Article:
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Posts tagged: Farmers

Technology Enables Vermont Dairy Farmer to Measure Positive Impacts of Conservation

NRCS Soil Conservationist Danny Peet, left, with Vermont farmer Lorenzo Whitcomb

NRCS Soil Conservationist Danny Peet, left, worked with Vermont farmer Lorenzo Whitcomb to implement edge-of-field water quality monitoring in an effort to minimize impacts to water quality from agricultural runoff.

Stewardship and cutting-edge technology are nothing new to the North Williston Cattle Company, a Vermont dairy farm that uses solar energy and robotic milking machines. The latest advancement on the 800-acre, 224-head operation are edge-of-field water quality monitoring stations, which measure water quality and the benefits of using conservation practices on the dairy farm.

Lorenzo Whitcomb, one of the managers of the family-run dairy, worked with USDA’s Natural Resources Conservation Service (NRCS) to install the monitoring stations. NRCS has made technical and financial assistance available to farmers in key watersheds across the country.

“The results from this study will illustrate to farmers more precisely the real benefits that conservation practices have on water quality,” said Kip Potter, NRCS water quality specialist. Read more »

The Climate Hubs Tool Shed – An Inventory of Relevant Tools to Help Land Managers Respond to Climate Variability

Climate Hubs Tool Shed screenshot

Users can search using keywords, user-friendly categories, or a combination of variables via the advanced search feature. (Click to enlarge)

Producers want tools that can help implement adaptation strategies to reduce climate-related pressures and ensure the quality of production. They also need information about the effects of climate change on production systems. These range from management of labor resources in specialty crop production, to market demand for nursery crops, to marketing of locally grown produce. The Climate Hubs Tool Shed can be used to develop innovative management systems that increase profitability and product quality across all systems.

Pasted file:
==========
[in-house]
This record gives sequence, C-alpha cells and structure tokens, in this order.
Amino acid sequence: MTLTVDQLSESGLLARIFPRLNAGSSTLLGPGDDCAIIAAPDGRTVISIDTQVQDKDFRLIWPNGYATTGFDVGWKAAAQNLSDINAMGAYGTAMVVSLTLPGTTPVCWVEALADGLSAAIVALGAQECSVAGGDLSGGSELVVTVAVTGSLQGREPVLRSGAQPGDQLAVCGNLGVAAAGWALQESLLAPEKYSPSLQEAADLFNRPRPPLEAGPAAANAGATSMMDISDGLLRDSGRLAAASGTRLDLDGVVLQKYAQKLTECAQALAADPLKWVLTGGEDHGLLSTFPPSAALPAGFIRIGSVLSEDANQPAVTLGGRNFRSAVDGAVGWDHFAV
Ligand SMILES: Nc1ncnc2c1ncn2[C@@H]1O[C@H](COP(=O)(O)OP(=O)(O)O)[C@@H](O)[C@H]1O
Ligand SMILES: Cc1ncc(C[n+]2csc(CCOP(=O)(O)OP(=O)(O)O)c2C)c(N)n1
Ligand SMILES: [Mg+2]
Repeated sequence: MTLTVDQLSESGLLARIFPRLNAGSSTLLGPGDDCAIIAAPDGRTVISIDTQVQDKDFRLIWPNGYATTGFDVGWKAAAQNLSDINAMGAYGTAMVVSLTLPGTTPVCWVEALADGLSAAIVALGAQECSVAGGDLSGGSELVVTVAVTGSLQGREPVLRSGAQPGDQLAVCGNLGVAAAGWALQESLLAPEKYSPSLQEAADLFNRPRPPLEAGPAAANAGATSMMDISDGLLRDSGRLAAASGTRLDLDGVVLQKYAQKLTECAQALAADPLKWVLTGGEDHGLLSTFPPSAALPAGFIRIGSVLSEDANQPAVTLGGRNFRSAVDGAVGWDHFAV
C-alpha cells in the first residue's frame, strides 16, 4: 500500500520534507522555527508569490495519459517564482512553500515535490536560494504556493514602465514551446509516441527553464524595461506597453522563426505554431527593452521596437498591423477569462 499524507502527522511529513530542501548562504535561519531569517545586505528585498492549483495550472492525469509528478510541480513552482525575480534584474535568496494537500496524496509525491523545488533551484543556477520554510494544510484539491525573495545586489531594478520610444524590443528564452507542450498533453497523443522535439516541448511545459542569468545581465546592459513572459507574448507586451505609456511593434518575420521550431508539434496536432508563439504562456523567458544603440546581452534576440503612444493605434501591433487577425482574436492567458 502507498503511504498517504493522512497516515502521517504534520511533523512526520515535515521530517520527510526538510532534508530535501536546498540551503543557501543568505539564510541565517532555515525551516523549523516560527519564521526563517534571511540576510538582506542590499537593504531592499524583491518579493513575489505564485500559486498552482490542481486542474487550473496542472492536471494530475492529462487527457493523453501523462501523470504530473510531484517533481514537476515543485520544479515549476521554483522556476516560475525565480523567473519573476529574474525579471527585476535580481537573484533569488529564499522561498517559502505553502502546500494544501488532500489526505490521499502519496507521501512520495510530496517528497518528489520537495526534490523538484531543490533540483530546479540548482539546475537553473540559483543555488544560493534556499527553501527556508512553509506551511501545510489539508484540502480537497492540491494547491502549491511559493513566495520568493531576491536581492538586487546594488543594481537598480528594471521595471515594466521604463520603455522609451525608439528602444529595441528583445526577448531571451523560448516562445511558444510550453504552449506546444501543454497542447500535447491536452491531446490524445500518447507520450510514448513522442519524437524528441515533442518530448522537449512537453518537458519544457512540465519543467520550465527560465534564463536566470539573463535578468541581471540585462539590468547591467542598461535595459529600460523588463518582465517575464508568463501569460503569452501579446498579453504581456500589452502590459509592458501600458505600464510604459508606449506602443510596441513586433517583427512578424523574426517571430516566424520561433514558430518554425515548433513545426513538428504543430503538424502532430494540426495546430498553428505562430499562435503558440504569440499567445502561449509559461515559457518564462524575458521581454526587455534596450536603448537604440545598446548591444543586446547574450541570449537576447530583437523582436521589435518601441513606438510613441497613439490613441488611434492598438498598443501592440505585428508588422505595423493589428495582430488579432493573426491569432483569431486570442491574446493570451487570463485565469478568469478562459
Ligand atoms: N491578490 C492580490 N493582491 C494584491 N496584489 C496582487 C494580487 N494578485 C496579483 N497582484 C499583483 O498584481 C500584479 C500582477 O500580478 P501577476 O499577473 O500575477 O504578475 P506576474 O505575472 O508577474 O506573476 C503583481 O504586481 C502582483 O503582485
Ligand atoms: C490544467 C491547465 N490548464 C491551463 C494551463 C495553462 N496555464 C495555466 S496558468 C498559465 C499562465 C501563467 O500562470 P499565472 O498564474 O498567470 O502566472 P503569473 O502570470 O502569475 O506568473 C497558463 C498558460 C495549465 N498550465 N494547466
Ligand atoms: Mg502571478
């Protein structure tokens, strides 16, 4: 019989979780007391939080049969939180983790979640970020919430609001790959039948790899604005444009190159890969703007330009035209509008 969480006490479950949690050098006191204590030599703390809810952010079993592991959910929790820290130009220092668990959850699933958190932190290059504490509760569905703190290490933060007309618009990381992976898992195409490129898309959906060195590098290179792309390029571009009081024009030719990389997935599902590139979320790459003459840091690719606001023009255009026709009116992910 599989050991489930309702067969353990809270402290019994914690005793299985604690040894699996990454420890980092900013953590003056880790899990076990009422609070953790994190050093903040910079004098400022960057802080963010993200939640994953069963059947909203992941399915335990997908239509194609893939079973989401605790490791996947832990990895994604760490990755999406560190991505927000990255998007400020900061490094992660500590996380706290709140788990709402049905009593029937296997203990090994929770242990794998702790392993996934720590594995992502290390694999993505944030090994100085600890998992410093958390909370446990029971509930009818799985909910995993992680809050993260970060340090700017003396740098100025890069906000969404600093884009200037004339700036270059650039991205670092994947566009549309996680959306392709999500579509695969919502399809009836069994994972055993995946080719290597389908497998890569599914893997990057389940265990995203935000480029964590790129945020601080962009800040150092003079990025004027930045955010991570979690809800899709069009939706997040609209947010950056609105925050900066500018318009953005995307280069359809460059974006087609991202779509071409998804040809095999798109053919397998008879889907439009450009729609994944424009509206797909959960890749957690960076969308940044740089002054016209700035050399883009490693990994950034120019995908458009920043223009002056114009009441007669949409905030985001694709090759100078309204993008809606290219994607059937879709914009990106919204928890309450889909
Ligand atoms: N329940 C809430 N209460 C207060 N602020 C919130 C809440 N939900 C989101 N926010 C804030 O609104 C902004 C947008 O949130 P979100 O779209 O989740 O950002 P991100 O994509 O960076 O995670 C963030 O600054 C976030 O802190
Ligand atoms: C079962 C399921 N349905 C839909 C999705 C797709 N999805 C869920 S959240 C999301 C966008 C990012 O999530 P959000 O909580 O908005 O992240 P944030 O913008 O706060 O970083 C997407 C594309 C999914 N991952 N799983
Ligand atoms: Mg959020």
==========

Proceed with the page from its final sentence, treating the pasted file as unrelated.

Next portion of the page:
Launched in early 2014, USDA’s Regional Climate Hubs were established to deliver science-based knowledge, practical information, and program support to farmers, ranchers, forest landowners, and resource managers. To this end, the Hubs are excited to announce the release of the Climate Hubs Tool Shed. The Tool Shed is an online, searchable database of tools (data-driven, interactive websites and mobile apps) that can assist land managers, land owners, and extension professionals in adapting working lands to the impacts of climate change. Users can search using keywords, user-friendly categories, or a combination of variables via the advanced search feature. While many of these tools were developed specifically to adapt to climate variability, several were developed to aid in mitigating the indirect effects of climate change such as drought, pests, wildfire, and extreme weather. Read more »

“Hot & Cold” Music, Food and Fun on the Menu for July 17th USDA Farmers Market at Night

USDA Farmers Market Hot and Cold infographic

In Washington DC? Bring your dancing shoes and join the USDA Farmers Market at Night on Friday, July 17 from 5 to 8 PM! (Click to enlarge)

If you’re in the Washington, DC-area on Friday, July 17, join us between 5 p.m. and 8 p.m. outside USDA Headquarters at 12th and Independence Avenue, S.W., near the Smithsonian Metro stop.  Bring your dancing shoes, friends and appetite.  We’ll be holding the third in a series of 6 monthly USDA Farmers Market at Night.  The July night market’s “Hot & Cold” theme will feature Brazilian Music, local food trucks and free blueberry ice cream.